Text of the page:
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The Ten Faces of Innovation: IDEO's Strategies for Defeating the Devil's Advocate and Driving Creativity Throughout Your Organization Hardcover – October 18, 2005


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The Ten Faces of Innovation: IDEO's Strategies for Defeating the Devil's Advocate and Driving Creativity Throughout Your Organization + The Art of Innovation: Lessons in Creativity from IDEO, America's Leading Design Firm + Creative Confidence: Unleashing the Creative Potential Within Us All
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Product Details

  • Hardcover: 288 pages
  • Publisher: Currency/Doubleday; 1 edition (October 18, 2005)
  • Language: English
  • ISBN-10: 0385512074
  • ISBN-13: 978-0385512077
  • Product Dimensions: 6.6 x 0.8 x 9.5 inches
  • Shipping Weight: 1.1 pounds (View shipping rates and policies)
  • Average Customer Review: 4.4 out of 5 stars  See all reviews (71 customer reviews)
  • Amazon Best Sellers Rank: #42,434 in Books (See Top 100 in Books)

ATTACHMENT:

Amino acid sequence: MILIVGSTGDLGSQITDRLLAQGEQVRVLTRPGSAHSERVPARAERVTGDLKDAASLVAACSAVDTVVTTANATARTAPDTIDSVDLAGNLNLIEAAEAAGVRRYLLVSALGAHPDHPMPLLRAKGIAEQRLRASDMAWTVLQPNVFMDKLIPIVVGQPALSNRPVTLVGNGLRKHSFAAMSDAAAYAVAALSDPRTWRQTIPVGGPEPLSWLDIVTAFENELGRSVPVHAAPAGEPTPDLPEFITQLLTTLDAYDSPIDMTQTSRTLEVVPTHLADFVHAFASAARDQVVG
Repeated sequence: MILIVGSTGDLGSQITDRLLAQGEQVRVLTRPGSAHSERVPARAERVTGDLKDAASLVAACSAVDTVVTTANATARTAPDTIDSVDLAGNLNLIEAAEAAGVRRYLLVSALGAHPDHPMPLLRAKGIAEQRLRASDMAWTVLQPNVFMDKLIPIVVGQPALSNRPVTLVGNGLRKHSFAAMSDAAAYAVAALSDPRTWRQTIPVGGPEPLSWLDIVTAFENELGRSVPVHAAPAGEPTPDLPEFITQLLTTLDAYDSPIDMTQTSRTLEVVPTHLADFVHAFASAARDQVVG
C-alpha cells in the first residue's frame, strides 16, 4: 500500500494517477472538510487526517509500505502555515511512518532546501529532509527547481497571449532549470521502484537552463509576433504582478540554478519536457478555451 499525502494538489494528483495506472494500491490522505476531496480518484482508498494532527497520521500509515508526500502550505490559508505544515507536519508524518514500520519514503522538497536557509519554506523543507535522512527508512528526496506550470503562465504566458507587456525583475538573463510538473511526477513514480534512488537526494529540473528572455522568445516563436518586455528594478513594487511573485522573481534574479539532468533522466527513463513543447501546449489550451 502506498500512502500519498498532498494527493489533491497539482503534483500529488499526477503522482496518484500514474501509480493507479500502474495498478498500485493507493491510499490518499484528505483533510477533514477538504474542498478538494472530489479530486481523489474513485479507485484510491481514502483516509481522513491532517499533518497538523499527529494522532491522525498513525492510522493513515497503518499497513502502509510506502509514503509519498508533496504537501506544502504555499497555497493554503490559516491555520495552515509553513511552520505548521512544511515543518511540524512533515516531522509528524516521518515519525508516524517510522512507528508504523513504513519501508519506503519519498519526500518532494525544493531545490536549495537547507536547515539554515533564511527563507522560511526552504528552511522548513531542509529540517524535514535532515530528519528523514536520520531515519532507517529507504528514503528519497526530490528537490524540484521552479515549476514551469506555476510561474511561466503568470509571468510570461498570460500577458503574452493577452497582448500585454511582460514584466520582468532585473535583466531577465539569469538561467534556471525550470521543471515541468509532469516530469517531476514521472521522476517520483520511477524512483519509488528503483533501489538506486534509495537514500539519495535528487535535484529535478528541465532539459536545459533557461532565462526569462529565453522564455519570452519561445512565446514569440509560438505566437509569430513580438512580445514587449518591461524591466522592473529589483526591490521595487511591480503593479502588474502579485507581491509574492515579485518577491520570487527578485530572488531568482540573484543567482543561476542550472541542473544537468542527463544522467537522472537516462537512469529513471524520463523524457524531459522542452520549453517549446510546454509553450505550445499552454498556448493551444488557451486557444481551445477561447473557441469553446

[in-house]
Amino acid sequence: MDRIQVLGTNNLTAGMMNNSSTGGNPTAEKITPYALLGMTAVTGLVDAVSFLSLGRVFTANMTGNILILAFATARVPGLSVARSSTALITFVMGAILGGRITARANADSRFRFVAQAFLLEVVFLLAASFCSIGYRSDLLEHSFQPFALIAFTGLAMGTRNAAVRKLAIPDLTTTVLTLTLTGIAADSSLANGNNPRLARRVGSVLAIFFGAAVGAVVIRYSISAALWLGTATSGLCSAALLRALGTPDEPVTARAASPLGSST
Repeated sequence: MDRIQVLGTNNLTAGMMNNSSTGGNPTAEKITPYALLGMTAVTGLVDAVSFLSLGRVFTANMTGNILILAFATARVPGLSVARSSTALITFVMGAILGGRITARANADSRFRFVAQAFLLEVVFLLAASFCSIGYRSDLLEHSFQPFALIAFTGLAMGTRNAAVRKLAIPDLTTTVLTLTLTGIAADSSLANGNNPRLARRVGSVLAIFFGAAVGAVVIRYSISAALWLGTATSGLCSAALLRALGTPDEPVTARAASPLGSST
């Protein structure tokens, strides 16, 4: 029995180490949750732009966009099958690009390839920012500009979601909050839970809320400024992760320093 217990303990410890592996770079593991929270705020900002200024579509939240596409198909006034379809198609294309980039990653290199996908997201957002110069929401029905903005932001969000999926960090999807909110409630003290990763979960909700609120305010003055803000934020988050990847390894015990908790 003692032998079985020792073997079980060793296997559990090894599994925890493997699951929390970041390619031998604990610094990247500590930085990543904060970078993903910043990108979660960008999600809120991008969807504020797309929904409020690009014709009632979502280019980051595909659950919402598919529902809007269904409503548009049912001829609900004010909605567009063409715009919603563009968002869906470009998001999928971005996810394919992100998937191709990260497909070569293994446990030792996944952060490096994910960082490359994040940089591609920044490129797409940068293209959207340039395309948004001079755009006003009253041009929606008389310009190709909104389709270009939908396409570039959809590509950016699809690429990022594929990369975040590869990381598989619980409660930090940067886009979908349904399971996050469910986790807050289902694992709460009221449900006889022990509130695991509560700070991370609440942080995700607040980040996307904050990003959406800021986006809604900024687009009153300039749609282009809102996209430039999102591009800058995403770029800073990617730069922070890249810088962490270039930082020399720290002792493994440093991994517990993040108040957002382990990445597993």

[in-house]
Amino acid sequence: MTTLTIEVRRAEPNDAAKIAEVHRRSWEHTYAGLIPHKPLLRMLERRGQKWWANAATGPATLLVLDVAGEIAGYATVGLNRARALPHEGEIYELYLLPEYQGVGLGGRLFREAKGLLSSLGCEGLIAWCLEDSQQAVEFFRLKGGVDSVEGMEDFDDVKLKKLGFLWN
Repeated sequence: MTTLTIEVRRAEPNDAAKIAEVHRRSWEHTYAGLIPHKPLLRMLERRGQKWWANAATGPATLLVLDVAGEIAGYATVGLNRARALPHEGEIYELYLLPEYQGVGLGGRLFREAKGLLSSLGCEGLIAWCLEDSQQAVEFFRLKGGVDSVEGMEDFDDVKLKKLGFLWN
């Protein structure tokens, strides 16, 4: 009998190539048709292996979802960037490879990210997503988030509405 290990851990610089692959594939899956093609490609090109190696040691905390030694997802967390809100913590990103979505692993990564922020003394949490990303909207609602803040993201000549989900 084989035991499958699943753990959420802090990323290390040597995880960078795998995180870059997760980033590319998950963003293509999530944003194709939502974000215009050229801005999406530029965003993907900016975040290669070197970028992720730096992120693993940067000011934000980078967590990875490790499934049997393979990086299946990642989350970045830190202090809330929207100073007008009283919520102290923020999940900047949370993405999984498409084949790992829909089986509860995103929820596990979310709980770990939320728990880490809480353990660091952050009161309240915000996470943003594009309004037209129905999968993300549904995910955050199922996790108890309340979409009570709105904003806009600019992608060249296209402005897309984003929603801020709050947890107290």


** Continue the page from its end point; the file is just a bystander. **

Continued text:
Editorial Reviews

From Publishers Weekly

Kelley's latest builds on The Art of Innovation, which celebrated the work culture that distinguishes his high-profile, award-winning industrial design firm, IDEO. This book covers much of the same territory, but focuses on the type of worker and team-building rather than the work environment. The authors define 10 personas, including Anthropologists, who contribute insights by observing human behavior; Experimenters, who try new things; Hurdlers, who surmount obstacles; Collaborators, who bring people together and get things done; and Caregivers, who anticipate and meet customer needs. Like its predecessor, the book is breezy and well written, with plenty of self-promotion. Kelley and Littman weave classic and recent stories of business innovation, such as 3M's Scotch tape, Volvo's three-point seatbelts and Netflix's mail-in DVDs, with IDEO's own success stories with clients ranging from the Boston Beer Company, for whom IDEO designed a new Sam Adams tap handle, to Organ Recovery Systems, for whom IDEO helped develop ways to expedite kidney transport. Aspiring business innovators and fans of The Art of Innovation may find further inspiration in this handbook. (Oct. 18)